A narrow black top road from Leh to Hanle runs along the mighty Indus. The road follows the river for 210 km up to Loma, where after crossing a bridge, it turns south and enters the Hanle valley at Rongo. The Hanle valley is unique with neither snow nor rain, despite its cold climate. This is Nature’s gift, as the other routes to Hanle from Srinagar via Kargil and Zojilla pass or via Simla, Manali and Upshi are snowbound except from June to October. Thus any times access is possible only from Leh. The Leh-Hanle road is, however hazardous, too narrow at places with overhanging rocks too low for safe passage of trucks.
The Government of India chose the Indian Institute of Astrophysics to prepare a detailed project report after selecting a suitable site for an infrared and optical telescope in the Himalayas. Fifty man-years of effort went into the site selection spread over two years. It was a national effort involving several agencies. Twenty astronomers by rotation led the search. The result was one of the best project reports ever prepared.
There was the customary procedural roadblock, an evaluation committee. As expected, the negatives were highlighted. In the hot seat was astronomer Ramanath Cowsik assisted by his colleagues, who were back after a strenuous trek. He chose not to respond and admitted the negative points, which were precisely the challenge to he addressed. The difficulties were a test of their commitment, if India wants to have the world’s highest optical telescope. The project report spoke volumes addressing all the concerns. The telescope project was cleared.
The next challenge was moving the 20-tons equipment uphill. The transport of the equipment from the Mumbai docks was meticulously planned and the Indian Air Force planes moved them from Chandigarh to Leh promptly. The Border Roads Organisation, the Army, the Field Research Laboratory and the State Government of Jammu and Kashmir all played a key role in Operation Hanle.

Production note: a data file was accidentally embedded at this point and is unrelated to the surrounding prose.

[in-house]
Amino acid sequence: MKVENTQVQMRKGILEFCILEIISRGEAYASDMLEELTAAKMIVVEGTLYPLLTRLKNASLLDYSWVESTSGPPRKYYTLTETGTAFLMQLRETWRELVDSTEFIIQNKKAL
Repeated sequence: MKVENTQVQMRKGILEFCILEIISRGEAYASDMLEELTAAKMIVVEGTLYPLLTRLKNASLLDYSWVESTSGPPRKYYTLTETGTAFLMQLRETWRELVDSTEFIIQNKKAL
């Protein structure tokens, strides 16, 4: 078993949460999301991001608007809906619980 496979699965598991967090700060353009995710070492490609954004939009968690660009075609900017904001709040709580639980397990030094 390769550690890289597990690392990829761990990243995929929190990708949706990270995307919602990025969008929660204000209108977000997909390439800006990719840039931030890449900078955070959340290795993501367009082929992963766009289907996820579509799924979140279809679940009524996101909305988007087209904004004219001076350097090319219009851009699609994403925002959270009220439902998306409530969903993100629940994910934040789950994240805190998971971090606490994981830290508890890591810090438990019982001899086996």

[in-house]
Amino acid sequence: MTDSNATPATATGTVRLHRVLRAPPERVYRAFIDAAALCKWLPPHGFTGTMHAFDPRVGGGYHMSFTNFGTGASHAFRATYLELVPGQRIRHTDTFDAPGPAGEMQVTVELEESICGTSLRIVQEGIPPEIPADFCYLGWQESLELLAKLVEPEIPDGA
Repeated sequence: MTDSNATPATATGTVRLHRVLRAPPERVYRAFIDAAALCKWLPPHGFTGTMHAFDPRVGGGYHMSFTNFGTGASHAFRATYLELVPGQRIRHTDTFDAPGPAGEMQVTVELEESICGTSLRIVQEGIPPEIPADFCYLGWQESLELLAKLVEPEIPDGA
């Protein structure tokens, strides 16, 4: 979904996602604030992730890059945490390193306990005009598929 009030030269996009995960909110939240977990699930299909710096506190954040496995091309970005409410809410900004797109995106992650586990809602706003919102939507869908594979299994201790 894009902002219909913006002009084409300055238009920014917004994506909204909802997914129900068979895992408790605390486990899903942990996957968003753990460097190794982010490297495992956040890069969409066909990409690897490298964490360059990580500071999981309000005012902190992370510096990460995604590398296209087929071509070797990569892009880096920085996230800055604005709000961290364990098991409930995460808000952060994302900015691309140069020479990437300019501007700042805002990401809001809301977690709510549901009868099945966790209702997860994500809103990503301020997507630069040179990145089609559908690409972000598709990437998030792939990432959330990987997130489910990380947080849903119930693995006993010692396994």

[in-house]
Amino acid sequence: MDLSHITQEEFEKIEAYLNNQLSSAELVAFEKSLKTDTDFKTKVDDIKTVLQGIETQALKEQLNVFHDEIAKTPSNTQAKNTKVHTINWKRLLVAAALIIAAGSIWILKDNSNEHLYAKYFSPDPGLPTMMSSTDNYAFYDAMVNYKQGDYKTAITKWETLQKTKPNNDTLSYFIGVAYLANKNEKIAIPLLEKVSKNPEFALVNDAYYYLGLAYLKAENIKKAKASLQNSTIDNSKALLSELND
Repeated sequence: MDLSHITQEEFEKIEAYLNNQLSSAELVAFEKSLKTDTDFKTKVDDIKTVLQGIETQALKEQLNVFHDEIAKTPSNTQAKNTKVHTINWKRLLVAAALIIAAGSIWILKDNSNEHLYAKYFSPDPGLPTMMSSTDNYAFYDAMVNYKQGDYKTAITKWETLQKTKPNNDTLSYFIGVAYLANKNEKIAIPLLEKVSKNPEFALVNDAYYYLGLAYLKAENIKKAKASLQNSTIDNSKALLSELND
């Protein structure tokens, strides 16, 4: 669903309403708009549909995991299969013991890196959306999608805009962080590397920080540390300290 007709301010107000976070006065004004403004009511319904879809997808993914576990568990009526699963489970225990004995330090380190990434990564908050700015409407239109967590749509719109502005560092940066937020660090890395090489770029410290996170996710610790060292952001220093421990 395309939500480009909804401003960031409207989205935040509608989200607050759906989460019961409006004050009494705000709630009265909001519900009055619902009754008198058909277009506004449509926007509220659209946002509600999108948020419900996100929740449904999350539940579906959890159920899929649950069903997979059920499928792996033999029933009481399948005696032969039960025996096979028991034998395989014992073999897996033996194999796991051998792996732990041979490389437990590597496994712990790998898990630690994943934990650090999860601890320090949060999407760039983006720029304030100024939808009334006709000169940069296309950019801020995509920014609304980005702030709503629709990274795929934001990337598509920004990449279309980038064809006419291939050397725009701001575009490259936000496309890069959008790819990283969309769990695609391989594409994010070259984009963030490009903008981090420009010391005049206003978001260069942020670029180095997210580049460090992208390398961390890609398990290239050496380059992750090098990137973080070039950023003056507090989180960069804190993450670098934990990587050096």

It was an unusually hot summer. The snow in the upper reaches had melted and a flooded Indus forced a delay. The patience was worth it, and the delicate equipment was finally in place in August 1999. It was commissioned within a month. On the night of 26-27 September 1999, the telescope saw the ‘first light’—an astronomer’s dream date for a new telescope. Prof Yash Pal, Chairman of the project Management Board, who was a special invitee, was overjoyed, as the telescope was turned to image the star, Beta Casiopeiae.
The Indian Astronomical Observatory was born in the Himalayas. It was as expected an ideal place to observe the stars, as the smaller overburden of air there absorbs less of the starlight without deflecting it. And the precipitable water vapour is substantially less than in most other sites—a factor favouring infrared astronomy
The road to Hanle is a monument to the country’s resolve to aim at the highest intellectual pursuits in line with its great traditions, even as it addresses the equality important goal of economic uplift. When one realizes that the two goals –intellectual and economic—are not contradictory, travel to Hanle becomes all the more meaningful.
Characteristics that make Hanle a world class astronomical sites—
Accessibility: Leh-Hanle road open throughout the year.
Elevation above means sea level: about 4,517 m
Number of spectroscopic nights: about 250 per annum
Number of photometric nights: about 170 per annum
Precipitable water vapour in the atmosphere : less than 2mm
Annual precipitation of rain and snow : less than 9 mm seeing: Typically more than 1 arcsecond
Distribution of useful nights: Uniform distribution through the year
Location advantage: In the middle of a large lacuna in Astronomical facilities between Canary Islands (20ºW) and Eastern Australia (157ºE)
Ambient temperature and humidity: Low and very low, respectively
Median Wind speed at night: 2.2 m/s (8 kmph)
Man-made disturbance such as pollution, aerosols, smoke etc. Nil